Wavelength Effects on Performance
This is Section 3.3 of the Imaging Resource Guide
Different wavelengths bend at different angles as light passes through a medium (glass, water, air, etc.). This is commonly observed when sunlight passes through a prism and creates a rainbow effect; shorter wavelengths are bent more than longer ones. This same effect creates problems when trying to resolve details and gain information in imaging systems. To avoid this issue, imaging and machine vision systems commonly use monochromatic illumination, which involves only single wavelengths or narrow bands of the spectrum. Monochromatic illumination, e.g. from a 660nm LED, practically eliminates what are known as chromatic aberrations in an imaging system.
Figure 1: Lateral Color Shift
Chromatic aberrations exist in two fundamental forms: lateral color shift (Figure 1) and chromatic focal shift (Figure 2).
Lateral color shift, Figure 1, can be seen as you move from the center of the image towards the edge of the image. In the center, the spots for different wavelengths of light are concentric. Moving towards the corner of the image, wavelengths tend to separate and produce a rainbow effect. As a result of this color separation, a given point on the object is imaged over a larger area, resulting in reduced contrast. On sensors with smaller pixels, this result is even more pronounced, as the blurring spreads over more pixels. In depth details on lateral color can be found in How Aberrations Affect Machine Vision Lenses.
Chromatic focal shift, Figure 2, relates to the ability of a lens to focus all wavelengths at the same distance away from the lens. Different wavelengths will have different planes of best focus. This shift in focus with respect to wavelength results in reduced contrast, since the different wavelengths create different size spots at the image plane where the camera sensor is located. In the image plane of Figure 3.7 a small spot size in the red wavelengths, a larger spot size in green, and the largest spot size in blue is shown. Not all colors will be in focus all at once. Advanced details can be found in How Aberrations Affect Machine Vision Lenses.
Figure 2: Chromatic Focal Shift
Choosing the Optimal Wavelength
Monochromatic illumination enhances contrast by eliminating both chromatic focal shift and lateral chromatic aberration. It is readily available in the form of LED illumination, lasers, and through the use of filters. However, different wavelengths can have different MTF effects in a system. The diffraction limit defines the smallest theoretical spot which can be created by a perfect lens, as defined by the Airy Disk diameter, which has a wavelength (λ) dependence. See Limitations on Resolution and Contrast: The Airy Disk, for more details on the Airy Disk and diffraction limit. Using the Equation 1, one can analyze the change in spot size for both different wavelengths and different f/#s.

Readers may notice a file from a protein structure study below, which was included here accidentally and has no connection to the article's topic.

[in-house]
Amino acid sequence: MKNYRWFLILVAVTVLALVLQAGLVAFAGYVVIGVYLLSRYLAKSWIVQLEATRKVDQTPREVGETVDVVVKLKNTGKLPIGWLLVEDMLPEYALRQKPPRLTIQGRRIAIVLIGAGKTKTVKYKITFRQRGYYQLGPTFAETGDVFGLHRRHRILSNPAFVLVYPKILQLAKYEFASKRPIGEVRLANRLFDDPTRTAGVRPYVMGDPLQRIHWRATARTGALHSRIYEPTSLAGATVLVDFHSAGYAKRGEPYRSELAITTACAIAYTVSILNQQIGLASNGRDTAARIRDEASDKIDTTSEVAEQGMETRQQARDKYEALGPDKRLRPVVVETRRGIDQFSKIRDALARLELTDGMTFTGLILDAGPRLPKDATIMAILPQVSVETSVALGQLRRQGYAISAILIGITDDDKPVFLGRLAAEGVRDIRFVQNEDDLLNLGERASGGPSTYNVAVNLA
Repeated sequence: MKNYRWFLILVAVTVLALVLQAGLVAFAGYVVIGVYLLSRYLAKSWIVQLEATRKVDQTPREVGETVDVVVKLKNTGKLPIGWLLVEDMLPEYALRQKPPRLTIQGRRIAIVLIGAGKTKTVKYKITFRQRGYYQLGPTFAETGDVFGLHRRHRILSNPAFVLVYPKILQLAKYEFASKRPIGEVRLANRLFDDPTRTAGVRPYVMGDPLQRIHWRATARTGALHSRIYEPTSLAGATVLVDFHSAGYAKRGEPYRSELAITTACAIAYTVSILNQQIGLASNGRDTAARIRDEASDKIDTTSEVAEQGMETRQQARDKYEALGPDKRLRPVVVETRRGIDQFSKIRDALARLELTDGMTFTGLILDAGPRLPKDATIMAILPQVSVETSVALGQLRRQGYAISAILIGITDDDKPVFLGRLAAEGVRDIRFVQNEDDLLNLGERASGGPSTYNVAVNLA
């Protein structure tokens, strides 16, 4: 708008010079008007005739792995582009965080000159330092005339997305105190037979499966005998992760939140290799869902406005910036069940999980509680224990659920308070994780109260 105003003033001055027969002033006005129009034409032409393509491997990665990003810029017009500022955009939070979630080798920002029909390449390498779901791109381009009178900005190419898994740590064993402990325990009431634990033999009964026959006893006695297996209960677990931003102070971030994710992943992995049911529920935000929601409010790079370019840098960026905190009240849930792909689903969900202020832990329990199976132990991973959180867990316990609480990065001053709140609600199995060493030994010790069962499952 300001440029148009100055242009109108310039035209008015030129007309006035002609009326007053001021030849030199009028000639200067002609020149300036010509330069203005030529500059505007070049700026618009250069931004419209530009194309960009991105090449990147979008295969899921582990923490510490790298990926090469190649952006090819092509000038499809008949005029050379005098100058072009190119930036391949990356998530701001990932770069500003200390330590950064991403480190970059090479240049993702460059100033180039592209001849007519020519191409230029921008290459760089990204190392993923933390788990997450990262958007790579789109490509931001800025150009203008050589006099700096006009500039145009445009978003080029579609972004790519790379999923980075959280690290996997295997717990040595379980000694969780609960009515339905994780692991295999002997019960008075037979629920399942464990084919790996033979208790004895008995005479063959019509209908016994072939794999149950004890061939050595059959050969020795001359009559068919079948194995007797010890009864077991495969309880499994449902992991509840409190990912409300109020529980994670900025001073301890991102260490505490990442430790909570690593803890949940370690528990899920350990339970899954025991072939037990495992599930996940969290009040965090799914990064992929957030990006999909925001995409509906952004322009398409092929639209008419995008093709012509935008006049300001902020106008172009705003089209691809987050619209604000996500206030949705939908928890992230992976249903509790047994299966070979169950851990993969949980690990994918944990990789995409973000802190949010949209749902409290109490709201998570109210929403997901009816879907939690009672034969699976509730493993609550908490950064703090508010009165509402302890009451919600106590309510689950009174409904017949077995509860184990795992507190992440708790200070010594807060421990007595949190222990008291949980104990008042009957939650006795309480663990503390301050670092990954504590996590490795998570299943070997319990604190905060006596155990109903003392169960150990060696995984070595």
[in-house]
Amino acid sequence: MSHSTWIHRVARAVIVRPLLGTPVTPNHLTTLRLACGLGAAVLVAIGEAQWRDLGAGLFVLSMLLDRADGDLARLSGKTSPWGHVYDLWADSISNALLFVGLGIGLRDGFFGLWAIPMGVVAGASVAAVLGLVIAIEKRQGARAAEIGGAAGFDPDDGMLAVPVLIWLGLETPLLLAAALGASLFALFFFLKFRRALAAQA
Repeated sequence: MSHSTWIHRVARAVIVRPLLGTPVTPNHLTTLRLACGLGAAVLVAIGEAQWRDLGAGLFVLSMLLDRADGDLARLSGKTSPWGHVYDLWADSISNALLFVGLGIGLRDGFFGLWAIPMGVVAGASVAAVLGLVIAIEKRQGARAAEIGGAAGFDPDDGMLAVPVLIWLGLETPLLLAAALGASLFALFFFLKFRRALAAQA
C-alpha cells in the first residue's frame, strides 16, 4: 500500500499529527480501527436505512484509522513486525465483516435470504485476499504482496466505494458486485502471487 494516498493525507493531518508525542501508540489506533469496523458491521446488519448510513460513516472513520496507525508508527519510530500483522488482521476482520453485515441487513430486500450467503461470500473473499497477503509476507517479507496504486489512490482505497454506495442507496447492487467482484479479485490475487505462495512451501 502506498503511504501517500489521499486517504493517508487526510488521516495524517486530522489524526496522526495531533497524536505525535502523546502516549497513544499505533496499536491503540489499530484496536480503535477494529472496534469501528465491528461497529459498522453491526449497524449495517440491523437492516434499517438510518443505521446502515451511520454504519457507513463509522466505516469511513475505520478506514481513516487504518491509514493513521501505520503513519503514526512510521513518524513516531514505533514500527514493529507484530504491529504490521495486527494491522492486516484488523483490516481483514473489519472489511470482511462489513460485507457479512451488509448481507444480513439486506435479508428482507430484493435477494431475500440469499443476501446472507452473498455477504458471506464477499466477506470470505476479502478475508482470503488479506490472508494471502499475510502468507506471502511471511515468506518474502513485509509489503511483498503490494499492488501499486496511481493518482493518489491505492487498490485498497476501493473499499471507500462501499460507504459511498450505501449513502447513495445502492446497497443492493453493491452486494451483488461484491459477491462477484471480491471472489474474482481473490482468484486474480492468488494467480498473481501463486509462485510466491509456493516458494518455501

Table 1 features the calculated Airy disk diameter for wavelengths ranging from Violet (405nm) to Near-Infrared (880nm) at various f/#s. This data clearly shows that lens systems have better theoretical resolution and performance when they are utilized with shorter wavelengths. The benefits to understanding this are multi-fold. First, shorter wavelengths allow for better utilization of the sensor’s pixels regardless of size due to the smaller achievable spot size. This is especially pronounced on sensors with very small pixels. Second, it allows for more flexibility to use higher f/#s, which will allow for greater depth of field. For example, a red LED could be used at f/2.8 to generate a spot size of 4.51μm or a blue LED could be used to generate almost the same spot size at f/4. If both options yield acceptable levels of performance at best focus, the system set at f/4 using blue light will produce better depth of field, which could be a critical requirement. Advanced details may be found in Sensor Relative Illumination, Roll Off and Vignetting